I would personally say that any element of elitism comes into play after all of this, it can't be too strong a factor today but it is idealistic to claim that it doesn't exist at all.

    Source: Relatives who have been journalists for much of their lives - though some advice may be outdated today.
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    hey guys i dont know how much these links will help but hopefully someone will benefit!....

    http://www.guardian.co.uk/informatio...322053,00.html

    http://www.guardian.co.uk/media/gree...hing-magazines
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    I dunno. Catherine Townsend writes for The Independent.
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    I don't know about Oxbridge graduates, but in my dealings with editors/subeditors the vast majority seem to be extremely rude if nothing else. If they did attend Oxford or Cambridge then they obviously didn't gain too many "people skills" while they were there. I have given up trying to break into freelance journalism with such papers, since I don't want to be treated the way I have been treated so far (I've had people ignore me, play mind games with me, patronise me, give me crappy lies for excuses, not call when they promised they would, and even put the phone down on me - I don't care how busy people are, as far as I'm concerned you shouldn't put the phone down on anyone).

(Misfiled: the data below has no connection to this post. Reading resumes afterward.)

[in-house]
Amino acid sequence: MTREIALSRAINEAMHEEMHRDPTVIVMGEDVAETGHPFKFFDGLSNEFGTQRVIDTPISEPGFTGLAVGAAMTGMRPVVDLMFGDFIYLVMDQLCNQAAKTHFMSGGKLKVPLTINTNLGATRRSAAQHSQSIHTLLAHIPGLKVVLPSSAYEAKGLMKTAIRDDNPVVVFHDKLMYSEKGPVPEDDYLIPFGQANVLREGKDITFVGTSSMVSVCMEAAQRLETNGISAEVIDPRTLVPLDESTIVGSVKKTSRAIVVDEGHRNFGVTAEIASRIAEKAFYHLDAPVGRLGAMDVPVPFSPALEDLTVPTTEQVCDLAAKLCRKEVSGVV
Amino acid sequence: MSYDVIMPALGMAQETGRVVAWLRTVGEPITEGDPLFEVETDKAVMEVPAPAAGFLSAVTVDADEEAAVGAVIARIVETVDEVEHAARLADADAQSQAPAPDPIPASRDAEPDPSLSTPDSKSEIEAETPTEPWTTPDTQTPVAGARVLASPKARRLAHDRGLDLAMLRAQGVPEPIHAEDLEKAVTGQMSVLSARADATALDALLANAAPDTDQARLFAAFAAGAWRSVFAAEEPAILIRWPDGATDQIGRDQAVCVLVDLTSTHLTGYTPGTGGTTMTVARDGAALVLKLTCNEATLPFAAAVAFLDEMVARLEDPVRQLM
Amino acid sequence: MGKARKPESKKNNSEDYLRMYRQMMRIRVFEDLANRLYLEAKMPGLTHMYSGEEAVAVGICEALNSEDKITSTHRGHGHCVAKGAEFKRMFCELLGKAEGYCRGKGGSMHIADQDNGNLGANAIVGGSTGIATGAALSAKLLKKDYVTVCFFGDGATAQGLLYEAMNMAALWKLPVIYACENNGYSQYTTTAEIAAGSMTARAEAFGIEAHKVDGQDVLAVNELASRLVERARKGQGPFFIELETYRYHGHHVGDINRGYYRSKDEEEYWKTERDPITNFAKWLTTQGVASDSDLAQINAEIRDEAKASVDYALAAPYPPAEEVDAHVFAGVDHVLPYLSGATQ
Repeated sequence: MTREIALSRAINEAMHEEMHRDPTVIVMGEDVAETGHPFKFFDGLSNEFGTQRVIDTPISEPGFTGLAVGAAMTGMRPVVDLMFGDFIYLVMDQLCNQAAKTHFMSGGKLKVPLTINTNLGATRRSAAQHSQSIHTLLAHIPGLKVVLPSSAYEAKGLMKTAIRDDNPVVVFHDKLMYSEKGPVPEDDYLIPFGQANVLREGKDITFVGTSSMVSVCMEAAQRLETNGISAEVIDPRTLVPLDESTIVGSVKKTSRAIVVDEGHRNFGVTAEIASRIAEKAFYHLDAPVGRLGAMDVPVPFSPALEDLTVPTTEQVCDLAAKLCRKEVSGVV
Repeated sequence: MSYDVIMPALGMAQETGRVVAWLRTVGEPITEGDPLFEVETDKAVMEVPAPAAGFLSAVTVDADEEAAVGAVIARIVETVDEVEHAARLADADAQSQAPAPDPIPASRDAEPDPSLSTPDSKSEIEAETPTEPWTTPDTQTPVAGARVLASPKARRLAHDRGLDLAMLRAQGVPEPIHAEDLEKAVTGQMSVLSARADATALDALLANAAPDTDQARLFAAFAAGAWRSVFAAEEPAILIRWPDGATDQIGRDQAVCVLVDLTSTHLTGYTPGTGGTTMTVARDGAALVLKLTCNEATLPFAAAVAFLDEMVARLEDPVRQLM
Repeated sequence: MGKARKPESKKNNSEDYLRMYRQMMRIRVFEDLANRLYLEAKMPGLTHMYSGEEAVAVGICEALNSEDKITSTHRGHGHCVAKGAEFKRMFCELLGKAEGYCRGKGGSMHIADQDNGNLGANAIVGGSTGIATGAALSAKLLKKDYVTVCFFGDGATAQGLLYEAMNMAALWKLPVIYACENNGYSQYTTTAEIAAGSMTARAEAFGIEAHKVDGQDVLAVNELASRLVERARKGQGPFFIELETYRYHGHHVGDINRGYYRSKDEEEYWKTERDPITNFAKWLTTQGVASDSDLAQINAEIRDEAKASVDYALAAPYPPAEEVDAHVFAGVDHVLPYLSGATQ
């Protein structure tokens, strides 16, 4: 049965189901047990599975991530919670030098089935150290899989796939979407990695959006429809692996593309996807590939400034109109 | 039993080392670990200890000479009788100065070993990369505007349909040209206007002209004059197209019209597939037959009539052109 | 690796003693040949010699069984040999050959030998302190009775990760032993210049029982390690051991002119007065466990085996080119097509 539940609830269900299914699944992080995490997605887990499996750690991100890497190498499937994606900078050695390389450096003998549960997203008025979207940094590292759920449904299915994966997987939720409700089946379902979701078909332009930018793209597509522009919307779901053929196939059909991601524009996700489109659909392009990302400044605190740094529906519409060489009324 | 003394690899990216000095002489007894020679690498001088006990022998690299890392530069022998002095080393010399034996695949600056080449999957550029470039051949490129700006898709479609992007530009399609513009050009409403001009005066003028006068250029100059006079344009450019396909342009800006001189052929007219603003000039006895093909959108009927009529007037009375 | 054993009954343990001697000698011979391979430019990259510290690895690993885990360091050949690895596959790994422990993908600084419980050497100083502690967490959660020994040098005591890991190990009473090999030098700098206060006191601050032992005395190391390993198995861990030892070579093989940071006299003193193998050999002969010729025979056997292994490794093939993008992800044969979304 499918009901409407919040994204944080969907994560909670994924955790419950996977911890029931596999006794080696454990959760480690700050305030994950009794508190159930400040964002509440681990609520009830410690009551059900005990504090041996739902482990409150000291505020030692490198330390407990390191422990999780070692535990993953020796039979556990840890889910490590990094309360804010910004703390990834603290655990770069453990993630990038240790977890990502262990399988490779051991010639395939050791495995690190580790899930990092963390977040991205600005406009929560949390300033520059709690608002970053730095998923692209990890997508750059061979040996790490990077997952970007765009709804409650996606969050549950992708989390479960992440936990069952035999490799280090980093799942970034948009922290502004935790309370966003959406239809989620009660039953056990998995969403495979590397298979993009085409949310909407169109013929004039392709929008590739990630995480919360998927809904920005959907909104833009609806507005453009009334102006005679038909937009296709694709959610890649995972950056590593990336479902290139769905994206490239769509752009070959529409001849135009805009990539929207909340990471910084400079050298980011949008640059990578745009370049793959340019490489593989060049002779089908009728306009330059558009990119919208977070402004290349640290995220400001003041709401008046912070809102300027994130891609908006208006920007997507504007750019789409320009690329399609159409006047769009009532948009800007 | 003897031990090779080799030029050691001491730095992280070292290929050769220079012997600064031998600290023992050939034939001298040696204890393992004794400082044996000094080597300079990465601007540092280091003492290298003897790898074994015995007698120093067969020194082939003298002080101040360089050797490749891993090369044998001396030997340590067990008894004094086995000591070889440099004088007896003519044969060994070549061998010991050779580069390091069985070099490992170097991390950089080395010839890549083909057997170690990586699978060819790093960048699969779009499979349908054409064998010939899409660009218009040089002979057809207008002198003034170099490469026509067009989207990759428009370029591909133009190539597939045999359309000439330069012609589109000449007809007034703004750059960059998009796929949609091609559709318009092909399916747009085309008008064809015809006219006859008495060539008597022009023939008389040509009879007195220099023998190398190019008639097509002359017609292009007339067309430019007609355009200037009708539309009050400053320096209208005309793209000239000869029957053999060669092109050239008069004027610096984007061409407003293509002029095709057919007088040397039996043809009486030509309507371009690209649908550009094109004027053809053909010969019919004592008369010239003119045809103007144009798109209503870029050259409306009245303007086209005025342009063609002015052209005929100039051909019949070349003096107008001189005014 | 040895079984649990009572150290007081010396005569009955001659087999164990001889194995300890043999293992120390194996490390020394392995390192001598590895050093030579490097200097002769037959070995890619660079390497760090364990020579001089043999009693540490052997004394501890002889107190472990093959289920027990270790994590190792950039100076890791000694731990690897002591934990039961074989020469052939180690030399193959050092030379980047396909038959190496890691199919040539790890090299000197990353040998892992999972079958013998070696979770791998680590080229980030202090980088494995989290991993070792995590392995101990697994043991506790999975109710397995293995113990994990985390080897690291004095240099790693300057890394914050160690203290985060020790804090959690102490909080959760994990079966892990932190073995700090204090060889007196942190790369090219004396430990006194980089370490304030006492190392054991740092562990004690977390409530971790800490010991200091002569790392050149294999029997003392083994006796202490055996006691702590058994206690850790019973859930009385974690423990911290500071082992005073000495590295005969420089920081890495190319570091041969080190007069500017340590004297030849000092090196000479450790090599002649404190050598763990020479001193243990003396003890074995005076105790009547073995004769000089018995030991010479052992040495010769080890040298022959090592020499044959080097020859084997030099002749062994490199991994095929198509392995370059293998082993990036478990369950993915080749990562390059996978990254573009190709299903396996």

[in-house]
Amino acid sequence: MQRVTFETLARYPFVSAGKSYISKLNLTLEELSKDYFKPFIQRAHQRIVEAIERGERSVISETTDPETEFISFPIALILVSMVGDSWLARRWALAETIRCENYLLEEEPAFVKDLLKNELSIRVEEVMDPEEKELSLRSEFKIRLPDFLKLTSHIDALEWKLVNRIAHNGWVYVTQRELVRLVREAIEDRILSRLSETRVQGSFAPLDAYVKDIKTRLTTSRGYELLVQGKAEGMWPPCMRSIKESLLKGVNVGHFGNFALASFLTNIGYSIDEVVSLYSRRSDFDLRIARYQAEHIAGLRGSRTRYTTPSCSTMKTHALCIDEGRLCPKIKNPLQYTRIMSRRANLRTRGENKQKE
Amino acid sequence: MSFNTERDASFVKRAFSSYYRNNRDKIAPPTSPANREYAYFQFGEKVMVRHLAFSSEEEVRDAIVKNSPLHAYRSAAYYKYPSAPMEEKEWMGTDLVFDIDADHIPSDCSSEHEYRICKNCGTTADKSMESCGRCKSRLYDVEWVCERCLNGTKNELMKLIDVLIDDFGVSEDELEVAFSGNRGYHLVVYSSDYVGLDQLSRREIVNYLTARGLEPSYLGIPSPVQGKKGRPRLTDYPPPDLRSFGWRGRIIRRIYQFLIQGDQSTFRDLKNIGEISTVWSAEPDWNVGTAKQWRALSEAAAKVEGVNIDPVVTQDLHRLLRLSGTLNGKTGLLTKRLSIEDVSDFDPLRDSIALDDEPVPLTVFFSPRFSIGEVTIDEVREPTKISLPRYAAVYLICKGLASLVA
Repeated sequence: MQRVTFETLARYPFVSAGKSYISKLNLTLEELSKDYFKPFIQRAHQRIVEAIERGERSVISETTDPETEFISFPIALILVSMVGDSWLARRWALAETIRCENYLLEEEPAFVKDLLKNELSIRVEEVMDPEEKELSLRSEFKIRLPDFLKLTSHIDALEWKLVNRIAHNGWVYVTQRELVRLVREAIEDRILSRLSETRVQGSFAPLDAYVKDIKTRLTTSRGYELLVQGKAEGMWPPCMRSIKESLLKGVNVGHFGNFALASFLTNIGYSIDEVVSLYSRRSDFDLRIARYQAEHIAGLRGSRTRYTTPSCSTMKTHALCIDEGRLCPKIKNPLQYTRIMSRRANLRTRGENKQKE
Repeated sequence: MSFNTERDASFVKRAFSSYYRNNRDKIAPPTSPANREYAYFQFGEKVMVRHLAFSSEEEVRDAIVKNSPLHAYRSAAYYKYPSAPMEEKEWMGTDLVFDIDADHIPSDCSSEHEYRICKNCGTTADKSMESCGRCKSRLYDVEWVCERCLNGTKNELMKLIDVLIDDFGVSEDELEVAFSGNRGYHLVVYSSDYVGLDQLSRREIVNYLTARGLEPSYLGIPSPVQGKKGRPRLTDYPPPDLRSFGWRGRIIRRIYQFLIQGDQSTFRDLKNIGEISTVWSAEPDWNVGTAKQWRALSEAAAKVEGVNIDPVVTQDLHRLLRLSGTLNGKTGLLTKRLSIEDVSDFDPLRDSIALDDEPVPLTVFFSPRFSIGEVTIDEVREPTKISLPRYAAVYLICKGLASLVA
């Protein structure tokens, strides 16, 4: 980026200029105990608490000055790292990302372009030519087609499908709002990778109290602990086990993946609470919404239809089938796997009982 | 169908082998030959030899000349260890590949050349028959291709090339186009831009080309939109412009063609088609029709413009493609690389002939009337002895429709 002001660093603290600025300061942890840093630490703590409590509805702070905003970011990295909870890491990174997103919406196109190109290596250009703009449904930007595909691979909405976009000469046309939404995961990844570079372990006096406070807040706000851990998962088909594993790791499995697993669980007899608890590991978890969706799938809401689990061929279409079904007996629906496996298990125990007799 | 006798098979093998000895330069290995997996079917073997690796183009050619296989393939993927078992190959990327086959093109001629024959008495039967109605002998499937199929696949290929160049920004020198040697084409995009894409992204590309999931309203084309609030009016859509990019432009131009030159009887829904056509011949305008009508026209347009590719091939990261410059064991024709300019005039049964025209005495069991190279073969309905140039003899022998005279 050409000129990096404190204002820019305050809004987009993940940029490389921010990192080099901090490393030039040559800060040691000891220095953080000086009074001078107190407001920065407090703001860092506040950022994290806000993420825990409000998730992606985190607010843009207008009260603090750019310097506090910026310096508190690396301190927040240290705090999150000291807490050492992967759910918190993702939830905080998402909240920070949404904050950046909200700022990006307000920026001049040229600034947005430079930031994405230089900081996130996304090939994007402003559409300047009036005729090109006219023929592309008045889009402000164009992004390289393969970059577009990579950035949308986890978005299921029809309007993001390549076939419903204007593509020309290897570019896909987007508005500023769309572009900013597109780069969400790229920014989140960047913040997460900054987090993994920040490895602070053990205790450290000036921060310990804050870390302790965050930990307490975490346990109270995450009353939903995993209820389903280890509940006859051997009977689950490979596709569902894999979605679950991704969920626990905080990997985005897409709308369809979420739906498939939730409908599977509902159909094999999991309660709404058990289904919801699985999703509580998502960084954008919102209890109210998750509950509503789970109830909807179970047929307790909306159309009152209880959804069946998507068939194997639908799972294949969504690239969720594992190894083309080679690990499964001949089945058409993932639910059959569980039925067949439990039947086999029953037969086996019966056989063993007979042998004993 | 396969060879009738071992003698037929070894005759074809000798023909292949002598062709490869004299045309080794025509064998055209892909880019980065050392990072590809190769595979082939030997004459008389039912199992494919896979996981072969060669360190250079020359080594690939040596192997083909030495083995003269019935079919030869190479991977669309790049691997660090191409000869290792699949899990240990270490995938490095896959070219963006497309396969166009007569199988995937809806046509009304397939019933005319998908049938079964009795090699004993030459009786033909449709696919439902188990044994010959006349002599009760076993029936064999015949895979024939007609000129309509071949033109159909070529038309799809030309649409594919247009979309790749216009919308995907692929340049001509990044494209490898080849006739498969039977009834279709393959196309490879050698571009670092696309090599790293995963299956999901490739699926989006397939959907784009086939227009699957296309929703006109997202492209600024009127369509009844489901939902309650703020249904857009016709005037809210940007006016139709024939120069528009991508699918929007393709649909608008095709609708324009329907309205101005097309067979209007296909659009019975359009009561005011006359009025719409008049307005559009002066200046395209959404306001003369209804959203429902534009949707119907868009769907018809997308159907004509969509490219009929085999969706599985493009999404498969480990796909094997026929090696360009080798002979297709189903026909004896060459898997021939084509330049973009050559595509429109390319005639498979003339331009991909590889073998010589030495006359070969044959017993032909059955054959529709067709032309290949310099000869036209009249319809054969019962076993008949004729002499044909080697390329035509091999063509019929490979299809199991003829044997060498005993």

All of this when I have a fair amount of journalism experience and an Oxford degree (albeit at postgrad rather than undergraduate level). Frankly, after the experience I've had with the national broadsheets, I don't know whether to tell people to bother trying or not.